Solving for takes only one flop: can be calculated with a single division operation. Once we have , solving for takes two flops. We first do a fused multiply add to calculate , then a division to calculate . (It is easy to get confused by the first operation: It is written in a different order than our definition of a fused multiply add instruction, and there is a negative sign here. However, your processor calculates . If you wrote , and , this would be the same as our original definition.) Continuing this pattern, each row takes one more flop until we get to , which takes N flops: One each to multiply the x-values we already know by their corresponding coefficients and subtract them to the right hand side, then one more to divide everything by .

This means that it takes flops to solve the whole system. It is easy to check that this adds up to total flops. We are only interested in a very rough estimate of the speed, so we will simplify this considerably. First, when N is very large (which is the only time when it really matters how fast our code is), is far bigger than . This means that the term does not make a very big difference in our estimate, so we might as well just say it takes flops. Second, we don't really care about constant factors. There are several reasons why these factors are customarily ignored, but the most relevant to us is that the factor of 2 will make less difference in the final speed estimate than all the other approximations we are making about exactly what a flop is or how long it takes to execute. We will therefore just say that back/forward substitution takes approximately flops.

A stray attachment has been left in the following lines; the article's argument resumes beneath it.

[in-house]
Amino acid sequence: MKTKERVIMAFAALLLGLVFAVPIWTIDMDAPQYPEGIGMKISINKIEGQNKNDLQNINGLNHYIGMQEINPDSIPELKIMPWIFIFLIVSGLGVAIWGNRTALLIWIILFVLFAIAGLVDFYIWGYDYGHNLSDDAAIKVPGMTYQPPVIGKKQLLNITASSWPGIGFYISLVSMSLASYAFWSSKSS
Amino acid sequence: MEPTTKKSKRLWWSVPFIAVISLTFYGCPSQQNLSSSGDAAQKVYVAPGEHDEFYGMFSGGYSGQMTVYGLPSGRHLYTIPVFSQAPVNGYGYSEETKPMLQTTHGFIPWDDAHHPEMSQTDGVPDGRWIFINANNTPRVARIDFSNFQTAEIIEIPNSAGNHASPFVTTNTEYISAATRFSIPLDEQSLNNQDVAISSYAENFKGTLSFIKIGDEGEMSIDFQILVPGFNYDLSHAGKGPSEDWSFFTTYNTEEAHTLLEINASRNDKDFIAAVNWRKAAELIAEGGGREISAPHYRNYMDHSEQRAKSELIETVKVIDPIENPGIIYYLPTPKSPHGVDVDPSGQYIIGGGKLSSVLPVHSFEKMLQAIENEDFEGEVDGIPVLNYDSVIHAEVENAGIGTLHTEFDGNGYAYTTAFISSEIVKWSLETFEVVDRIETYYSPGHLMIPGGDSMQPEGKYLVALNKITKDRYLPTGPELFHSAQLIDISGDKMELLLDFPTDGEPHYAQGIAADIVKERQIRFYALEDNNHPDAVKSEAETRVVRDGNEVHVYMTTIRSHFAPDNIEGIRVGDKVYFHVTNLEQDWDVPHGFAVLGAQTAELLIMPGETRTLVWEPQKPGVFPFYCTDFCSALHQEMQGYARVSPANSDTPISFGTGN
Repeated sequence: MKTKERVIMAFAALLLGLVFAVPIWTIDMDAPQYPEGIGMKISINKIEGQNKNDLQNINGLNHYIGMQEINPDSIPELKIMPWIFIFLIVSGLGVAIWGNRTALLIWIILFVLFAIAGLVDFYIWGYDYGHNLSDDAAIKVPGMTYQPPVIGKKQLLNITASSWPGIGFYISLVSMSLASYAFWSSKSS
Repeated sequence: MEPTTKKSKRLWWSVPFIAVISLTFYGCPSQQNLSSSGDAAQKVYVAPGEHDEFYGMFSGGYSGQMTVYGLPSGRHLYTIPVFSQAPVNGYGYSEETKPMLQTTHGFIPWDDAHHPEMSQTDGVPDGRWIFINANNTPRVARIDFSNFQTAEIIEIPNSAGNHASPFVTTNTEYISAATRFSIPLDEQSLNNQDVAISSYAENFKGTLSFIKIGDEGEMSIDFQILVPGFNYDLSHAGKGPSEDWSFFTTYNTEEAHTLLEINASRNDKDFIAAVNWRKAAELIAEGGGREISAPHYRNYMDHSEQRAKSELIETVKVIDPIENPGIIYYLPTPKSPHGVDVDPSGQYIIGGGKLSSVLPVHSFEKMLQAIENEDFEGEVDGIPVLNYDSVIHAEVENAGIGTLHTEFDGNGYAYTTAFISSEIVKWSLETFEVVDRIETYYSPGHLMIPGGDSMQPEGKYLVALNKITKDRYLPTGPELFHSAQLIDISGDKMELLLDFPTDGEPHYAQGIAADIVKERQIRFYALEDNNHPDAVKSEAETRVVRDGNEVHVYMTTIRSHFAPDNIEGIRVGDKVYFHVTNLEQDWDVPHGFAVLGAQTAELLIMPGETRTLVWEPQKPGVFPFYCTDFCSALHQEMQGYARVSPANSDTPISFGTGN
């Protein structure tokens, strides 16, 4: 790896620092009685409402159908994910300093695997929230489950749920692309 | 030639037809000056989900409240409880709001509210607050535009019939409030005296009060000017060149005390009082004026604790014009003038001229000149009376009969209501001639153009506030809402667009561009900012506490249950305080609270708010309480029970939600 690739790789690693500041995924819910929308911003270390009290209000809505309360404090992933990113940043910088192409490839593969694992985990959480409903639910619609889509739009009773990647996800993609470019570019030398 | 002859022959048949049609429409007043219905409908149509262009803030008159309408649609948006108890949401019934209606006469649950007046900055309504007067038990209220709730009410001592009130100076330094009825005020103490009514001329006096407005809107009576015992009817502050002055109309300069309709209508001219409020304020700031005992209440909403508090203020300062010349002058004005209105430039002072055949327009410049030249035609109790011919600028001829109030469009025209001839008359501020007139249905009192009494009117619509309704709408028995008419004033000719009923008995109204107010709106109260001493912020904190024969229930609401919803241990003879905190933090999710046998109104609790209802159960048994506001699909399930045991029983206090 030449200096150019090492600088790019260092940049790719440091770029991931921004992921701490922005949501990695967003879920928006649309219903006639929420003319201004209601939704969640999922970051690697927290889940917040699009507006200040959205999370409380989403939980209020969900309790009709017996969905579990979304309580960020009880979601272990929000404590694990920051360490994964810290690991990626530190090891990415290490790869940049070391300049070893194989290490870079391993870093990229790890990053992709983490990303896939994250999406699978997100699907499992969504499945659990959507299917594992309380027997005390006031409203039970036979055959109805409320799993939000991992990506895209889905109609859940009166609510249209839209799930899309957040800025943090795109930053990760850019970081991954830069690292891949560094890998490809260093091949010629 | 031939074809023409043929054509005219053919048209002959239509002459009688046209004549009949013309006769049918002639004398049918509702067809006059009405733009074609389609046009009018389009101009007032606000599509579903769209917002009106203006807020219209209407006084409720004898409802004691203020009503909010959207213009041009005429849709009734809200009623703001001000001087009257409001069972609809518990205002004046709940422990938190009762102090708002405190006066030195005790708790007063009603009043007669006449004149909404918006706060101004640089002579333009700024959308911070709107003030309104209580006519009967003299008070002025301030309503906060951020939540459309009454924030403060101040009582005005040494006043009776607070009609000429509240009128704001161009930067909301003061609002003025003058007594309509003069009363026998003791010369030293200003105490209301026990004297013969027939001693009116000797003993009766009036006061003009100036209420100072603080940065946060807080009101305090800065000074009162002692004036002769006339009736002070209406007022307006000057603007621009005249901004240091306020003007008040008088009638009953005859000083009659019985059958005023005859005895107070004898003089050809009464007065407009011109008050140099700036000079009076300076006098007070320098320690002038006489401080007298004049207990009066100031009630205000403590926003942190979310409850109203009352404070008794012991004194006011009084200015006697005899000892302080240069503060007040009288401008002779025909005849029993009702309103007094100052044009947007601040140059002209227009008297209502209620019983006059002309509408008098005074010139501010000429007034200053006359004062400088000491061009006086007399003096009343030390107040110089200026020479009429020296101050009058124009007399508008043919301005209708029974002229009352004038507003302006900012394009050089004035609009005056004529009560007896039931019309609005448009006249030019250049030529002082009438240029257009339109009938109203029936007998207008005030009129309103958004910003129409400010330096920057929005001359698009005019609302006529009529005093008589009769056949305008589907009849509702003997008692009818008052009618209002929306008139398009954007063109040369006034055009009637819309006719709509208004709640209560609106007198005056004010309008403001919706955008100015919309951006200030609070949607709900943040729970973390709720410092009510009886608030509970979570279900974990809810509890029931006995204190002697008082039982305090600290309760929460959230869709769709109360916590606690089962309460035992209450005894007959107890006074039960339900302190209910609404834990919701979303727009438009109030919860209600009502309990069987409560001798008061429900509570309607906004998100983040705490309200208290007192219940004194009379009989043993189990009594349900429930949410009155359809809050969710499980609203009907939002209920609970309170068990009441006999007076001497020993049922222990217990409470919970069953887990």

We say that back/forward substitution is (pronounced "order N squared" or "Big-oh of N squared"). In Big O notation, we ignore any constant factors and any terms with smaller powers, so and and are the same thing.

What good is this estimate? If we knew how long it took to execute a flop, we could then estimate how long it would take to solve a system with back/forward substitution. Let's say it takes t seconds to execute a flop. The total time for the whole algorithm is therefore approximately . The key thing to notice here is that the t in our total time has a power of 1, while the N in our total time is raised to a power of 2. This means that if you get a computer that is ten times as fast (so t is ten times smaller), then your algorithm will take ten times less time to run. However, if you make your problem ten times as big (so N is ten times larger), then your algorithm will take times longer.

We will assume that seconds. There are a lot of complications that go into processor speed (in particular, not all operations take the same amount of time, and your processor spends a lot of its time doing other tasks besides solving linear systems, like printing to the screen or keeping the operating system running) but we can get decent order of magnitude estimates by using a small constant value like this.

This means that we could solve a system in seconds, while a system would take seconds and a system would take seconds and a system would take seconds.

Ten seconds is not that slow, so this means that even quite large triangular systems can be solved in a reasonable time. (You probably can't even make a matrix on your personal computer, so practically speaking this is the upper limit on how long back substitution will take you.) You can verify these times yourself using the commands tic and toc. The tic command starts a timer and the toc command stops the timer and prints out how much time elapsed. For example, you could use the following code to make an upper triangular system and then time the backslash command with it.

N = 100;

% Make a random NxN matrix and zero out everything

% below the diagonal

A = rand(N);

for i = 1:N

for j = 1:i-1

A(i, j) = 0;

end

end

% Make a random vector for the right hand side

b = rand(N, 1);

% Time the solution

tic

A\b;

toc